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Über dieses Buch

When we start to perceive that there is a problem in the market (such as monopoly, fraud or speculation), the legislature passes a law to correct it, a bureaucracy is created to interpret and enforce the new law, firms and other market participants comply, and the problem is solved. But is it? Are politicians’ promises and textbooks’ stories to be believed?

This book examines US economic history to demonstrate how the applications of laws are uncertain, affected by changing political and economic conditions as well as by legislators’ perceptions and the ability or willingness of bureaucracies to enforce laws. The two cases developed in this book revolve around William McChesney Martin, Jr., who helped apply (i) the 1930s Securities Acts as president of the New York Stock Exchange and (ii) the Federal Reserve Act in the Keynesian era unforeseen by that Act. As chairman of the New York Stock Exchange, Martin served as private regulator of firms listed on the Exchange—itself a publicly regulated entity. As chairman of the Federal Reserve, he then served as a public regulator. This book thus offers an innovative approach to understanding and examining the various issues and incentives facing each of the three parties: regulated, private regulator, and public regulator.

Inhaltsverzeichnis

Frontmatter

Chapter 1. Introduction

Abstract
Market problems such as monopoly, fraud, speculation, and/or manipulation are perceived, the legislature passes a law to correct them, a bureaucracy is assigned to interpret and enforce the law, buyers and sellers comply, and the problems are solved. Or are they? Are the promises of politicians and the stories of textbooks believable? This book examines the public and government reactions, and the effectiveness of those reactions, to two famous sets of crises: the securities collapses of the Great Depression and the bank panics of the late nineteenth and early twentieth centuries, culminating in 1907.
John H. Wood

Chapter 2. The Securities Act of 1933

Abstract
The Great Depression of 1929–33 saw large losses in aggregate production, prices, income, and security values, which politicians and the press attributed to financial fraud arising from greed which called for the legal enforcement of transparency. Or were securities firms already transparent and well-behaved, the asset collapses having been caused by business losses? The New Deal was convinced of the former, but its legislative ambitions were modified by private interests, and its regulations have not been fully applied.
John H. Wood

Chapter 3. Bureaucracies

Abstract
German sociologist Max Weber argued that because of their expertise and constant presence, bureaucracies were or could be the chief force in government, a position supported by reformers and progressive politicians who believed that technological advances required more sophisticated government administrations. It was questionable, however, whether expertise and efficiency in government and the political process have been, or could be, improved. The conflict between administrative and traditional judicial processes is still active, along with the political complications of regulation.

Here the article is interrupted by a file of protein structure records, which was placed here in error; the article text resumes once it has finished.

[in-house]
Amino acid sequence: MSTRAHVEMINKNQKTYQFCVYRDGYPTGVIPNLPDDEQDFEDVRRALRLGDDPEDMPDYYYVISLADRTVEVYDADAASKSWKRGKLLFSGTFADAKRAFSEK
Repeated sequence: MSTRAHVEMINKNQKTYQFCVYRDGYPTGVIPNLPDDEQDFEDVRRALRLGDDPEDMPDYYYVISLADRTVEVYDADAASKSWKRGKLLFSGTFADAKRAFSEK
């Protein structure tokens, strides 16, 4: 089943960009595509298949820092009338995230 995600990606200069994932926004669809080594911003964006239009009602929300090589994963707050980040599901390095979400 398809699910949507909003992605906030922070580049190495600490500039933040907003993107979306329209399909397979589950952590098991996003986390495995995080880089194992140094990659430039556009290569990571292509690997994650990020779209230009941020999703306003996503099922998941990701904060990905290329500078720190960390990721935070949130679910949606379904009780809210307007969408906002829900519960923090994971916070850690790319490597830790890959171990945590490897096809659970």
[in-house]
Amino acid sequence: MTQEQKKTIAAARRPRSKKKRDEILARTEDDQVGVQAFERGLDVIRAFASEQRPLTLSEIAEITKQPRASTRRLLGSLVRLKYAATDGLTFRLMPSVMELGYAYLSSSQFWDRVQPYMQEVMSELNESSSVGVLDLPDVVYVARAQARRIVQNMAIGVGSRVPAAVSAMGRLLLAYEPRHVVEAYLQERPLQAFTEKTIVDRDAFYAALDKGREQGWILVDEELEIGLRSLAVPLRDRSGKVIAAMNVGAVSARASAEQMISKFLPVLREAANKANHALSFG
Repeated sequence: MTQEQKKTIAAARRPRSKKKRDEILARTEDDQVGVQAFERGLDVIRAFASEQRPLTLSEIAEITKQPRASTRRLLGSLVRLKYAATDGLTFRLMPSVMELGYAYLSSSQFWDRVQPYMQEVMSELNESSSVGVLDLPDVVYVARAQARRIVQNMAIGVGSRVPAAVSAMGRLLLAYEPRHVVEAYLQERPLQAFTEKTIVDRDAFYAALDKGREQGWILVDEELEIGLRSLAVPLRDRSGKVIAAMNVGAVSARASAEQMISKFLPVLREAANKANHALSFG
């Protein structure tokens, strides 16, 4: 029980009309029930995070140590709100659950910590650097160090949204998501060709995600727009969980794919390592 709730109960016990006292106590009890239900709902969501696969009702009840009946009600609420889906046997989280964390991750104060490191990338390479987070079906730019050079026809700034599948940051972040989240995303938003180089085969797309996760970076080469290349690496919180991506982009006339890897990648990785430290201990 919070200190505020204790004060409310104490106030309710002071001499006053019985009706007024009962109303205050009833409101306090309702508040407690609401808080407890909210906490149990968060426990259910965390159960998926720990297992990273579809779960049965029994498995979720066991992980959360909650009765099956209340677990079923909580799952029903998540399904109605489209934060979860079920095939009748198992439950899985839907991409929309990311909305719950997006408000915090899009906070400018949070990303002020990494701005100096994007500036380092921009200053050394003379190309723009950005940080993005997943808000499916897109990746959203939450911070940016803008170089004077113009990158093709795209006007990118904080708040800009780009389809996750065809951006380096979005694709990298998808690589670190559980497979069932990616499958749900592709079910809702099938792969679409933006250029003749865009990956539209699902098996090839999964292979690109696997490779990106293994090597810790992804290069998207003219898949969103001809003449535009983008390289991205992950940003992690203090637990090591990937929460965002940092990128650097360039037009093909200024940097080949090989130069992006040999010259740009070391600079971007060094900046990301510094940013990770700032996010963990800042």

John H. Wood

Chapter 4. The NYSE and the SEC

Abstract
The New Deal believed the Securities and Exchange Commission was needed to regulate stock exchanges and enforce the Securities Act in order to limit the public’s risk exposure. Because of the agency’s lack of expertise regarding finance, and for political accommodation, however, it decided (or was forced) to restrict its actions to the oversight of self-regulation, with mixed effects. The financial industry, particularly William McChesney Martin, Jr., at the New York Stock Exchange sought with considerable success to limit the reforms desired by the new bureaucracy.
John H. Wood

Chapter 5. Central Banking in the United States

Abstract
American money and banking have been determined within changing legal frameworks—such as the Banks of the United States, the Independent Treasury, and the Federal Reserve—determined primarily by legislation, the effects of which have been controversial and often unsatisfactory as measured by instability and inflation. The most significant constants have been the desires for more regulation (mainly to offset the effects of previous regulations) and the use of the banking system, assisted by government agencies, to monetize government debt.
John H. Wood

Chapter 6. Chairman of the Fed

Abstract
The Federal Reserve was created to promote stability and growth by means of an elastic currency, a task at which it failed miserably during the Great Depression, but which inspired the additional tasks of assisting employment and price stability. Martin’s term as chairman of the Federal Reserve Board and the Federal Open Market Committee (1951–70) was characterized by conflicts between his desire for stable prices, bolstered by his skepticism regarding the stimulative effects of inflation, and Keynesian and administration desires for the Fed’s financing of government deficits.
John H. Wood

Chapter 7. So Who Governs?

Abstract
Much has been made of the so-called transformative securities legislation of the New Deal and the new and unique American central bank of 1913, but in regard to the questions raised in Chap. 1, it may be doubted that they in fact brought significant changes. The financial markets have made use of the new technologies but most of their participants and underlying processes have continued, and an important function of the banking system has continued to be the monetization of the government debt.
John H. Wood

Backmatter

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